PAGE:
Research Interests

Carbon Dots

Carbon dots were discovered at the beginning of the 21st century as an alternative to the toxic quantum dots. However, many tissues and organs have autofluorescence, which interferes with the emission of carbon dots and results in the difficulty and inaccuracy in the observation of carbon dots in vivo. Therefore, our research group currently is interested in the development of long-emissive carbon dots, which will be characterized through well-established techniques such as UV/vis, fluorescence, FTIR X-ray photoelectron spectroscopies, AFM, TEM and zeta potential.

Bone Mineralization Process

Our research group observed carbon dots prepared from carbon nanopowder could specifically target bones using zebrafish as a model. Since carbon dots have small size, high photoluminescence, water dispersity, nontoxicity, biocompatibility and abundant surface functional groups, carbon dots are promising drug nanocarrier to load drugs and deliver drugs in vivo, which can be tracked by their excellent photoluminescence. Therefore, we are trying to conjugate carbon dots with bone-related drugs and use zebrafish (both larvae and adult) as a model to examine whether the drugs could be efficiently delivered to the bones of zebrafish.

Drug Delivery across the Blood-Brain Barrier

Blood-brain barrier is a hard to overcome. It protects the central nervous system but also forms an obstacle for drug delivery. Due to all the favored properties of carbon dots, our research group is focusing on the drug delivery across the blood-brain barrier using carbon dots as drug nanocarrier with zebrafish, mouse and rat as models. The main aim is to deliver drugs to the brain to treat diseases such as Alzheimer’s disease and pediatric tumor.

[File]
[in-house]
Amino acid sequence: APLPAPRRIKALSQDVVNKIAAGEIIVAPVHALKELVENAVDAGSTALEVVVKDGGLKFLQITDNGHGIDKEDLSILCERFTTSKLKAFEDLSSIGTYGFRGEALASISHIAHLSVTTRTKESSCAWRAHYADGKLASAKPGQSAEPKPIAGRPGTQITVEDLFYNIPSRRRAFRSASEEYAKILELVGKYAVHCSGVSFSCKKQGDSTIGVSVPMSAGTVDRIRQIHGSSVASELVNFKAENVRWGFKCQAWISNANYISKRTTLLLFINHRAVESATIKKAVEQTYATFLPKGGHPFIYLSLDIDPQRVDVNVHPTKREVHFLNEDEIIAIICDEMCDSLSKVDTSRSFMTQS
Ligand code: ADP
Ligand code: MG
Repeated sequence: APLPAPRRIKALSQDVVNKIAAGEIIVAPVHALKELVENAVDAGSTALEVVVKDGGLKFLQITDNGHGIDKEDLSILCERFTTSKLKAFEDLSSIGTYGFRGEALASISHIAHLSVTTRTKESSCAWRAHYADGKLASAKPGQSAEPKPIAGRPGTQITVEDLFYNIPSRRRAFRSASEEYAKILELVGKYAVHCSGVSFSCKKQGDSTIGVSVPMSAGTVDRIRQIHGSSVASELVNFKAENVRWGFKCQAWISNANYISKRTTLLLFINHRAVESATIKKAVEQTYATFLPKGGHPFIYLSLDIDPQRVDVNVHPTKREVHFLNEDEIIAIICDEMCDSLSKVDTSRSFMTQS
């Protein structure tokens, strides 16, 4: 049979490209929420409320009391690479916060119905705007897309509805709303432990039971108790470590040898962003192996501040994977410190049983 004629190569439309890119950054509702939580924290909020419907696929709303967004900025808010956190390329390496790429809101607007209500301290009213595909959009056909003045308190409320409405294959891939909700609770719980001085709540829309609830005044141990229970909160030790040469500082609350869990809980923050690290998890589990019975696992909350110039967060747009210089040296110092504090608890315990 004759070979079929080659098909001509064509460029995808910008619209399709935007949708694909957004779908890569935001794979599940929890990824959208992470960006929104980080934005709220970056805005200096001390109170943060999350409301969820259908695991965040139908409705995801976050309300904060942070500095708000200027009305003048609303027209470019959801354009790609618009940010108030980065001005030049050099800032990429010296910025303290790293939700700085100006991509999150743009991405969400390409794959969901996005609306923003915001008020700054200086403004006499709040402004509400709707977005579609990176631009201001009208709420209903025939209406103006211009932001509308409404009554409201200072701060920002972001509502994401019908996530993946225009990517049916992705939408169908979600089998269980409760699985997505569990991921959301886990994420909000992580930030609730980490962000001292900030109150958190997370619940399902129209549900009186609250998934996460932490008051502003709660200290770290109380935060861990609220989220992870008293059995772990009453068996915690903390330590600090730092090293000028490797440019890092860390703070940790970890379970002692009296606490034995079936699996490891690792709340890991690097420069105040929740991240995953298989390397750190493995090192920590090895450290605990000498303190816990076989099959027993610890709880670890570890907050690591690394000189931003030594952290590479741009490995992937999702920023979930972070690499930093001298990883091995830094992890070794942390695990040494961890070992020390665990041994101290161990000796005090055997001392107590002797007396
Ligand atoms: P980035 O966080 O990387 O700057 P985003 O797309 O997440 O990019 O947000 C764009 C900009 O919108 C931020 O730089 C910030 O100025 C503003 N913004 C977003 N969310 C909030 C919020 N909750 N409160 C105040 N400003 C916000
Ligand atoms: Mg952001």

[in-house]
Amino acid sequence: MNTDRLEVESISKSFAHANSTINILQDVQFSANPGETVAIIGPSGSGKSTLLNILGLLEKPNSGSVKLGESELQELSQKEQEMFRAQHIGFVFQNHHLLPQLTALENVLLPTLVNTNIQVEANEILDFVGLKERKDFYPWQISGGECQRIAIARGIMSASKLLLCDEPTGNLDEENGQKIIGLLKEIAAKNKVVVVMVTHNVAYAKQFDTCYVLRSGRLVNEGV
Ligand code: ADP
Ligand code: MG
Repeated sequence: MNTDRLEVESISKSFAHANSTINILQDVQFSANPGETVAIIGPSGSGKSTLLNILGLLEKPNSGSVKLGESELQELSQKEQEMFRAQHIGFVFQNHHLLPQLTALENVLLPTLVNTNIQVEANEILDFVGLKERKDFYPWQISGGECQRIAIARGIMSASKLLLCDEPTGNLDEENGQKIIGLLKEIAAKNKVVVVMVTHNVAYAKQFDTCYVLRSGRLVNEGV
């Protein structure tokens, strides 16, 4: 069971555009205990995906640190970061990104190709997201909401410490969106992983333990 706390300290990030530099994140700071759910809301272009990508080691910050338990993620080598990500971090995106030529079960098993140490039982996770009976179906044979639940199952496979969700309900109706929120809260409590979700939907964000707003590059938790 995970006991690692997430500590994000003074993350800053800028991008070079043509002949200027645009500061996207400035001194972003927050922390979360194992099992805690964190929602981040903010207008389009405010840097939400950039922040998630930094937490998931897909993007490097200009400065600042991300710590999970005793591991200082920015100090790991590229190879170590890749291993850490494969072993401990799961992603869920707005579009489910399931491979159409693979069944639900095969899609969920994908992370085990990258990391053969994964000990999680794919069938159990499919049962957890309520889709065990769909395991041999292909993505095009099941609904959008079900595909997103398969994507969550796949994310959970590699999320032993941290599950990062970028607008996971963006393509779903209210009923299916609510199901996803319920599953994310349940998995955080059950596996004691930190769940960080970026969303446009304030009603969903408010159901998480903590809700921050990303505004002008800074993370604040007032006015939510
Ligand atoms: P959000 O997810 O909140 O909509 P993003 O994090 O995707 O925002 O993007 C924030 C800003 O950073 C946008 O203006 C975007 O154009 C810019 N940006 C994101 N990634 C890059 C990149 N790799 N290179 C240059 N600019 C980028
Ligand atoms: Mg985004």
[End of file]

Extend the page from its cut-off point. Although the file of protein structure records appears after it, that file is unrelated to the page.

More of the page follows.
In humans, a-L-fucosidase is a liver specific enzyme that is typically only present during gestation. Upon birth, production of this enzyme ceases and the serum levels found in healthy blood is mostly negligible. However, in individuals who develop hepatocellular carcinoma (the most common of all neoplasms of the liver), the enzyme begins to be synthesized again, allowing for early cancer diagnosis through detection of this biomarker. Our goal is to develop a simple, optical assay for the detection of this cancer biomarker, through the use of specific probed-antibodies immobilized onto a solid quartz surface.

Photodynamic Therapy

The lowest excited state of oxygen, singlet oxygen, has been shown to have promising results in medicinal purposes for many years. Typically, singlet oxygen is produced through irradiation of a photosensitizer, which are generally porphyrins, chlorophylls or dyes. Singlet oxygen possesses high reactivity towards a wide range of molecules, due to its strong oxidizing nature. This has led many to use it as a source of cancer treatment through selectively irradiating a tumorous area in the presence of a specific photosensitizer. Our goal is to use this approach externally, for treatments of Methicillin-resistant Staphylococcus aureus (MRSA) and fungal infections found on the eye. Treatment outside the body allows for a wider range of possible photosensitizers to be used, as the irradiation source does not need to penetrate many layers of skin or flesh to reach the infected area.

Printing and Cosmetics

Due to the excellent photoluminescence, carbon dots have been applied in our group to make 2D, 3D printings and finger print. 3D printing was achieved through the embedding carbon dots into a superabsorbent polymer. In addition, many photoluminescent cosmetic products have been developed such as photoluminescent nail polish, sunburn cream and permanent hair colorant.